Sole traders and individuals in the UK can also save tax by having a good tax plan.
In this blog, I have explained how this can be achieved.
Main Tax Paid by Sole traders
A sole trader usually pays mainly three types of tax.
Income tax for Sole traders
A sole trader would pay income tax if the profit received from their business exceeds the personal allowance threshold which for the tax year 2018/19 is £11,850.
If the profit is between £11,851 and £46,350, they will pay tax at the introductory tax rate of 20%.
This increases to 40% or 45% if the profit is more than this.
Profit over 100,000 will see a restriction to the personal allowance. This means, that for every £2 your profit is over £100,000, and your personal allowance is reduced by £1.
Consequently, your personal allowance will be zero if the profit is £123,700 or above.
The due date for tax owed from the previous year is usually paid by the 31st of January.
When the tax owed is more than £1000, the taxpayer would have to make payment on account of the tax expected to be paid in the next tax year.
To know more about ways of paying tax kindly click.
Class 2 national insurance for Sole traders.
This is charged at £2.95 for every self-employed person in the UK
A sole trader with a profit of less than £6,205 will be exempted from class 2 national insurance.
Class 4 national insurance for Sole traders.
This paid at 9% on every profit over the limit of £8,424.
How Sole traders and individuals can reduce tax.
As tax is paid on profit, here are examples of transactions that a sole trader can make that can reduce his tax in a tax year.
1. Contribution to a Personal pension scheme by Sole traders.
The sole trader would enjoy relief at the source of the contribution.
The advantage of doing so is that the amount paid into the pension scheme is grossed up by 20% and the amount derived is used to extend the basic band and also the higher and additional rate for high earners.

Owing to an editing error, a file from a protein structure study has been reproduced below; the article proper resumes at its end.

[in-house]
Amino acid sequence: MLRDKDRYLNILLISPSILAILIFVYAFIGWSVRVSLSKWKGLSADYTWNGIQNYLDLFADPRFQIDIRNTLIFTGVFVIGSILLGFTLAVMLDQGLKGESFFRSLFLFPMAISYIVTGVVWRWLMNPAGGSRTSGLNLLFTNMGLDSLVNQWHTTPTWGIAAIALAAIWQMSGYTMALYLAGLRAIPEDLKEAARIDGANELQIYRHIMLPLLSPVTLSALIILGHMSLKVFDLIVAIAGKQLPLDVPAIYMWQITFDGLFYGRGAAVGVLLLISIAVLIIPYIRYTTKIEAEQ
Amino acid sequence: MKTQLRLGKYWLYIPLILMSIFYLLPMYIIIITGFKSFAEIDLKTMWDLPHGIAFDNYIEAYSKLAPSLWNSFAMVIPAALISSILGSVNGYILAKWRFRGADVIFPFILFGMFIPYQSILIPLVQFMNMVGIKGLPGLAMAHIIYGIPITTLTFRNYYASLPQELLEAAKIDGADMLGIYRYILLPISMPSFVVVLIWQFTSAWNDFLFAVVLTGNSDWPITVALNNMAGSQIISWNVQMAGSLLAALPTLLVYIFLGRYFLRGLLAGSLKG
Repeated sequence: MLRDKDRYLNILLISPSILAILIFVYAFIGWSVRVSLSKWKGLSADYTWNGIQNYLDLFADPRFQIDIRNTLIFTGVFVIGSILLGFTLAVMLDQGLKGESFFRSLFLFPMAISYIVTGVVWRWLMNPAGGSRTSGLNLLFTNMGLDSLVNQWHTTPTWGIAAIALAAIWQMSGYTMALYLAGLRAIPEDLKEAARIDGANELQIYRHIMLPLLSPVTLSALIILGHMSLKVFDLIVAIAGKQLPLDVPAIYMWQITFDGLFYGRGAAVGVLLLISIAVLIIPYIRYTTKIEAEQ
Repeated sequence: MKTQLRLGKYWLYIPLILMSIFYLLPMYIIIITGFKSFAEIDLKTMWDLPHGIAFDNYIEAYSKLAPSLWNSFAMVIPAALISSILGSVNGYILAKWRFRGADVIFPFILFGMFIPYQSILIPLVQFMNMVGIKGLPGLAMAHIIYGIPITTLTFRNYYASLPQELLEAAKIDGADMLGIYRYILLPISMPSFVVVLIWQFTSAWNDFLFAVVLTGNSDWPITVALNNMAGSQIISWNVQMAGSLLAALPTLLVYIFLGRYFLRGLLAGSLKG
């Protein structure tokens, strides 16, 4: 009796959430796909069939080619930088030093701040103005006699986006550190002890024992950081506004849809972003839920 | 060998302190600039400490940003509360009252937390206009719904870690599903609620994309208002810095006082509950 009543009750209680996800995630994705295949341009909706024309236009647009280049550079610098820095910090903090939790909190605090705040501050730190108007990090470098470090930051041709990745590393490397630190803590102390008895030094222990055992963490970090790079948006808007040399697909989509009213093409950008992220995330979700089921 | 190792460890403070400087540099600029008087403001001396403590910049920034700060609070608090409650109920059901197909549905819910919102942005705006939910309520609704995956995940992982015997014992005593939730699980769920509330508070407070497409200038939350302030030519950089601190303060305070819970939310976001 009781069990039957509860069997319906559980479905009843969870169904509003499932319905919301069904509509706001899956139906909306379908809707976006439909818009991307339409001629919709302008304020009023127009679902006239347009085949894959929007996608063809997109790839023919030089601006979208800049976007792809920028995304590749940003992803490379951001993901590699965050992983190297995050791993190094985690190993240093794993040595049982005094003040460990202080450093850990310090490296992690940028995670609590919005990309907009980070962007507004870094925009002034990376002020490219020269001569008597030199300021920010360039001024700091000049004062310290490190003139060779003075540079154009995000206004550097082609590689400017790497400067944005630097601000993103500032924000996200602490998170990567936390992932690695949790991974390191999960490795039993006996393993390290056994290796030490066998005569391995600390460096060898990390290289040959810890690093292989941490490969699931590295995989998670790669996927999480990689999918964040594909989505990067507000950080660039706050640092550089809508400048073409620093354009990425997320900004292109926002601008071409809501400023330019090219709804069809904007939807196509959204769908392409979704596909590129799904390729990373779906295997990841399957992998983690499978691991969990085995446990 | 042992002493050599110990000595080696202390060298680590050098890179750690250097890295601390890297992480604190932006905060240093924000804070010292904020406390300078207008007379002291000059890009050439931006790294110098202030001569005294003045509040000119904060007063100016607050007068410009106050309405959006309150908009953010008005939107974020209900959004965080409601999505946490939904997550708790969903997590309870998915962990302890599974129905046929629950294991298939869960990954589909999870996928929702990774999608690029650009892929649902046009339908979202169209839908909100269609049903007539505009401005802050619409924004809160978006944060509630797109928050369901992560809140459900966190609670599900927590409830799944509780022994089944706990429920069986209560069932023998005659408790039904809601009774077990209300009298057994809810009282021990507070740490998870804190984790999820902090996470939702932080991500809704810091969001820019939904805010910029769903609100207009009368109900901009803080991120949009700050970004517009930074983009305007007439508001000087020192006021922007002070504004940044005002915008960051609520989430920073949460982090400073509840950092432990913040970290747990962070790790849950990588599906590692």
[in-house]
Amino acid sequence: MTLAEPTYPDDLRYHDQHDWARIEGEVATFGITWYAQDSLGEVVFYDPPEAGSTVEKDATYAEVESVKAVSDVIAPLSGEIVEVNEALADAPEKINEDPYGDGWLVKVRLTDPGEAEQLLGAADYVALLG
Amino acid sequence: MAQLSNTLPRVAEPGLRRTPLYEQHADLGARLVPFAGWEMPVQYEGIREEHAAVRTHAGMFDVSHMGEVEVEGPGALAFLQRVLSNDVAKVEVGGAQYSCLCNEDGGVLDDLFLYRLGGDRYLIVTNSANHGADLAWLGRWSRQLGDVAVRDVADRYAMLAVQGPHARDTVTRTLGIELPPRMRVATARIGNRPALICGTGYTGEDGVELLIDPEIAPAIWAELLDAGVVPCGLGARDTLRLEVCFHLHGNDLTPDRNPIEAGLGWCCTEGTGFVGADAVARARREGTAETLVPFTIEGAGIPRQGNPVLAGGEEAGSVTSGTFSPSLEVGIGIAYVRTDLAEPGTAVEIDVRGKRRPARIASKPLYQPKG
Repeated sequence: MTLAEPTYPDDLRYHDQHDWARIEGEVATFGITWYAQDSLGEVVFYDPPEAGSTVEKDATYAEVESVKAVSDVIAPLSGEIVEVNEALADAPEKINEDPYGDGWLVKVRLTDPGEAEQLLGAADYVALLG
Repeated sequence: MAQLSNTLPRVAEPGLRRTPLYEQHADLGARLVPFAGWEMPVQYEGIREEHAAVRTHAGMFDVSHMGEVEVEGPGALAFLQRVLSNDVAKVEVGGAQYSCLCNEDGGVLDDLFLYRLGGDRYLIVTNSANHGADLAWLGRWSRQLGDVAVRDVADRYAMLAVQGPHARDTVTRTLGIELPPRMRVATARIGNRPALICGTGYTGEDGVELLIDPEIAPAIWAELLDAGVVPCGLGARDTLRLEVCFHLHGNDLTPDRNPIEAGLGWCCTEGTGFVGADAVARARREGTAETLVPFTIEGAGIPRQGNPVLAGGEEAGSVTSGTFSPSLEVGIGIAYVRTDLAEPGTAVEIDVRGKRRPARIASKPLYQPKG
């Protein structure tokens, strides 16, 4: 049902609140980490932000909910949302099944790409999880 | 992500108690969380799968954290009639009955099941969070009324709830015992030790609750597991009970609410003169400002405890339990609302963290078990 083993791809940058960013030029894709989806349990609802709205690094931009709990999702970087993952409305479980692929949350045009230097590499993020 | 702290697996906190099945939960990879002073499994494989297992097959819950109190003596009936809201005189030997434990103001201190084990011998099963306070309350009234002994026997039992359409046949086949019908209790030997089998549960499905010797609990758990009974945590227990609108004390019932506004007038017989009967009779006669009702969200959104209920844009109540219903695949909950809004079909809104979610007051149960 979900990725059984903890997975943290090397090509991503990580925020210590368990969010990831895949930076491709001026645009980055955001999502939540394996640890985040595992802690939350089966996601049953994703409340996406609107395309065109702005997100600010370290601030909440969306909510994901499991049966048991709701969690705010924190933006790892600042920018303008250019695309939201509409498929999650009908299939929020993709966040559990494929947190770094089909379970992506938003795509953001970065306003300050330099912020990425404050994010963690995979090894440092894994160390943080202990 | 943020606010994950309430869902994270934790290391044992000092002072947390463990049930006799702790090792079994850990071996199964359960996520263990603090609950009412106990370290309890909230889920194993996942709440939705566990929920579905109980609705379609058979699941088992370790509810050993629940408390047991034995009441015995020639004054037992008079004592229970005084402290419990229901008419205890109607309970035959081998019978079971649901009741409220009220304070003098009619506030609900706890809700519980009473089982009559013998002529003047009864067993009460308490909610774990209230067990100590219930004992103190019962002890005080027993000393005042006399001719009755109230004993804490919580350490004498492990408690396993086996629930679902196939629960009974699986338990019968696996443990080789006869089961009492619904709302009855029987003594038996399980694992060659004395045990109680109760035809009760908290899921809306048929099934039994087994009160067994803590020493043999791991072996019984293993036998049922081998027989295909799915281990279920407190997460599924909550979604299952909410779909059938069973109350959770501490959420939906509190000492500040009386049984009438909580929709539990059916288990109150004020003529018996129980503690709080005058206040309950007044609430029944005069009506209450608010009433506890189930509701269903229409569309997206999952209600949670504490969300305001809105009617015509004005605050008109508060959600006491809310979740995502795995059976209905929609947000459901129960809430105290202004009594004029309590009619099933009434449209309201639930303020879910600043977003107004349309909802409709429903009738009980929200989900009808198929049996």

Let’s say Mr A pays £5000 into a registered personal pension in June 2017.
The 5000 would be multiplied by 100/80=6250.
The 6250 would be added to his basic band at 33000; therefore Mr A will still be able to pay tax at 20% on the 6250 rather than 40% thereby saving £1250 in cash.
If he was a higher rate earner, that tax band will be extended as well.
There are limits to the amount a taxpayer can enjoy relief from the pension.
- It is the maximum of £3600 or 100% of relevant earnings.
- Also, he cannot exceed his annual allowance of £40000 for this tax year 2018/19 unless he has used the allowance from 3 previous years.
- There is also a lifetime allowance for this tax year 2018/19 which is £1 million.
2. When Sole traders gifts to Charity.
When a sole trader or individual gives to charity and the charity receives gift aid on the donations.
They can also have the advantage of the extended tax band as explained above thereby paying less tax or receiving a tax refund.
3. Sole traders Investing in plant and machinery and fixtures.
When a sole trader invests in plant and machinery or fixtures, they can claim capital allowance (except if exempted from plant and machinery especially when they fall under buildings).
For some capital investments, a sole trader could claim up to £200,000 per tax year if it qualifies for an annual investment allowance or the whole amount if it qualifies for a first-year allowance.
All this amount spent would be used to reduce the tax for the period.
Tax advice here is that sole traders should be strategic with their timing when investing in plants and machinery.
4. Marriage Allowance for Sole traders and individuals
When sole traders partners with husbands, wife or civil partners who do not use up their personal allowance can have the personal allowance of their partners transferred to them.
They can transfer £1190 of their personal allowance to them.
The benefit of this is that it reduces the sole trader’s income tax by £238(For the tax year 2018/19).
The condition to enjoy this benefit is that both couples have to pay tax at the basic band and the partner transferring must have an income lower than their personal allowance(11850)
5. Sole traders incorporating their business
Depending on the amount of profit involved it might be cheaper for the taxpayer if there is no commercial reason to incorporate the business. This would save tax by planning some of the income as salary and dividends.
If you would like to read more on the benefits and impact of incorporating your business, Kindly click